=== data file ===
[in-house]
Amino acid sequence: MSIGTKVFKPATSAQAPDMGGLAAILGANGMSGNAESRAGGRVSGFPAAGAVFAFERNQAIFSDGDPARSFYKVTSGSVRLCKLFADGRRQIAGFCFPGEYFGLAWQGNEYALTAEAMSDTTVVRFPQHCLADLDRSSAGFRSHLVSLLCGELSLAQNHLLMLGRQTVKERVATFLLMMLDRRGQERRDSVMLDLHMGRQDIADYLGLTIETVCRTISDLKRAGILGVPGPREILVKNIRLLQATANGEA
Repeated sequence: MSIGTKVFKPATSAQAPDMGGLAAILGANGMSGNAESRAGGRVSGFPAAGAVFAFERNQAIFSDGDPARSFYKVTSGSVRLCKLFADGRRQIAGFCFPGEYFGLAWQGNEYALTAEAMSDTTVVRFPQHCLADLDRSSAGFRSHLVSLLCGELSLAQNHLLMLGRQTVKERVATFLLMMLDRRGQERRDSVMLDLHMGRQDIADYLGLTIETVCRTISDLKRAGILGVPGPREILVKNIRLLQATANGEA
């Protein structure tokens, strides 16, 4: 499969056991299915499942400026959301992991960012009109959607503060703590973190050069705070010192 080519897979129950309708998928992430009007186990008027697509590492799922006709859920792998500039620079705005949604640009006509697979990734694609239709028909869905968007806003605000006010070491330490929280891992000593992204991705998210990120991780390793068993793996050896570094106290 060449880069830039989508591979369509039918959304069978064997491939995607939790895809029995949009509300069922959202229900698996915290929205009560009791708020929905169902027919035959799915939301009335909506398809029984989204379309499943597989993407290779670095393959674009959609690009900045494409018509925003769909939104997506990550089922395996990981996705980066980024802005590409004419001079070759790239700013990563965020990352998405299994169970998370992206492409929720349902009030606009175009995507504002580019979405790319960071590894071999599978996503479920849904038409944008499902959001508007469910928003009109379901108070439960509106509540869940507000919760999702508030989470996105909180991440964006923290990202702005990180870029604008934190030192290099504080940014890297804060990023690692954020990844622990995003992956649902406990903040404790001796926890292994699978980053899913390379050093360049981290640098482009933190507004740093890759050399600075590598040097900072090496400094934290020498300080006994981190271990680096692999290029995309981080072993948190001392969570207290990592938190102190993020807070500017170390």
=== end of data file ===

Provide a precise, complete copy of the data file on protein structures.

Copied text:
[in-house]
Amino acid sequence: MSIGTKVFKPATSAQAPDMGGLAAILGANGMSGNAESRAGGRVSGFPAAGAVFAFERNQAIFSDGDPARSFYKVTSGSVRLCKLFADGRRQIAGFCFPGEYFGLAWQGNEYALTAEAMSDTTVVRFPQHCLADLDRSSAGFRSHLVSLLCGELSLAQNHLLMLGRQTVKERVATFLLMMLDRRGQERRDSVMLDLHMGRQDIADYLGLTIETVCRTISDLKRAGILGVPGPREILVKNIRLLQATANGEA
Repeated sequence: MSIGTKVFKPATSAQAPDMGGLAAILGANGMSGNAESRAGGRVSGFPAAGAVFAFERNQAIFSDGDPARSFYKVTSGSVRLCKLFADGRRQIAGFCFPGEYFGLAWQGNEYALTAEAMSDTTVVRFPQHCLADLDRSSAGFRSHLVSLLCGELSLAQNHLLMLGRQTVKERVATFLLMMLDRRGQERRDSVMLDLHMGRQDIADYLGLTIETVCRTISDLKRAGILGVPGPREILVKNIRLLQATANGEA
């Protein structure tokens, strides 16, 4: 499969056991299915499942400026959301992991960012009109959607503060703590973190050069705070010192 080519897979129950309708998928992430009007186990008027697509590492799922006709859920792998500039620079705005949604640009006509697979990734694609239709028909869905968007806003605000006010070491330490929280891992000593992204991705998210990120991780390793068993793996050896570094106290 060449880069830039989508591979369509039918959304069978064997491939995607939790895809029995949009509300069922959202229900698996915290929205009560009791708020929905169902027919035959799915939301009335909506398809029984989204379309499943597989993407290779670095393959674009959609690009900045494409018509925003769909939104997506990550089922395996990981996705980066980024802005590409004419001079070759790239700013990563965020990352998405299994169970998370992206492409929720349902009030606009175009995507504002580019979405790319960071590894071999599978996503479920849904038409944008499902959001508007469910928003009109379901108070439960509106509540869940507000919760999702508030989470996105909180991440964006923290990202702005990180870029604008934190030192290099504080940014890297804060990023690692954020990844622990995003992956649902406990903040404790001796926890292994699978980053899913390379050093360049981290640098482009933190507004740093890759050399600075590598040097900072090496400094934290020498300080006994981190271990680096692999290029995309981080072993948190001392969570207290990592938190102190993020807070500017170390």